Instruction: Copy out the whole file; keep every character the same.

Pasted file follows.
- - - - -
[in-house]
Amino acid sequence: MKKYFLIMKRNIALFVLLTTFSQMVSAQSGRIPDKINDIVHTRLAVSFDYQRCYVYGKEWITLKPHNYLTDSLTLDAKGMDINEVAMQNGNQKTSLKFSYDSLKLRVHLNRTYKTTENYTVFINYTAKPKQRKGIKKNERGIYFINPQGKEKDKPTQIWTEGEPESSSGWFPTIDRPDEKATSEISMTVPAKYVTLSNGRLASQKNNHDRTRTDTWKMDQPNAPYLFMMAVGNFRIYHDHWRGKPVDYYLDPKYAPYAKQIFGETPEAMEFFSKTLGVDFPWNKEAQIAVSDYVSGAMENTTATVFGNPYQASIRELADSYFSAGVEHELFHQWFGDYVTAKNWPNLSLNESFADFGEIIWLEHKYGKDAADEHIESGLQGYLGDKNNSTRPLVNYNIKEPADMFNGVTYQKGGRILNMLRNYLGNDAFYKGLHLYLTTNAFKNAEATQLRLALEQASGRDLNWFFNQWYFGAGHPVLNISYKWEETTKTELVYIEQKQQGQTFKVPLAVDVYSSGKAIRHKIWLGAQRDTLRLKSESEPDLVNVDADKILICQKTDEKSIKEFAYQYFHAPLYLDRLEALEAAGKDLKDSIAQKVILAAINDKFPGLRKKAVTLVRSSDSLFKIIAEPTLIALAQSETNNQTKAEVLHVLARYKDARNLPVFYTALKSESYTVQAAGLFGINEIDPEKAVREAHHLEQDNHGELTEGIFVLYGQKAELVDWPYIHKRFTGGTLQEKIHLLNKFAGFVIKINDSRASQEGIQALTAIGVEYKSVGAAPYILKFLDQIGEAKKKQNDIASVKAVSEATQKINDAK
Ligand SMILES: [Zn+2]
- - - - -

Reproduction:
[in-house]
Amino acid sequence: MKKYFLIMKRNIALFVLLTTFSQMVSAQSGRIPDKINDIVHTRLAVSFDYQRCYVYGKEWITLKPHNYLTDSLTLDAKGMDINEVAMQNGNQKTSLKFSYDSLKLRVHLNRTYKTTENYTVFINYTAKPKQRKGIKKNERGIYFINPQGKEKDKPTQIWTEGEPESSSGWFPTIDRPDEKATSEISMTVPAKYVTLSNGRLASQKNNHDRTRTDTWKMDQPNAPYLFMMAVGNFRIYHDHWRGKPVDYYLDPKYAPYAKQIFGETPEAMEFFSKTLGVDFPWNKEAQIAVSDYVSGAMENTTATVFGNPYQASIRELADSYFSAGVEHELFHQWFGDYVTAKNWPNLSLNESFADFGEIIWLEHKYGKDAADEHIESGLQGYLGDKNNSTRPLVNYNIKEPADMFNGVTYQKGGRILNMLRNYLGNDAFYKGLHLYLTTNAFKNAEATQLRLALEQASGRDLNWFFNQWYFGAGHPVLNISYKWEETTKTELVYIEQKQQGQTFKVPLAVDVYSSGKAIRHKIWLGAQRDTLRLKSESEPDLVNVDADKILICQKTDEKSIKEFAYQYFHAPLYLDRLEALEAAGKDLKDSIAQKVILAAINDKFPGLRKKAVTLVRSSDSLFKIIAEPTLIALAQSETNNQTKAEVLHVLARYKDARNLPVFYTALKSESYTVQAAGLFGINEIDPEKAVREAHHLEQDNHGELTEGIFVLYGQKAELVDWPYIHKRFTGGTLQEKIHLLNKFAGFVIKINDSRASQEGIQALTAIGVEYKSVGAAPYILKFLDQIGEAKKKQNDIASVKAVSEATQKINDAK
Ligand SMILES: [Zn+2]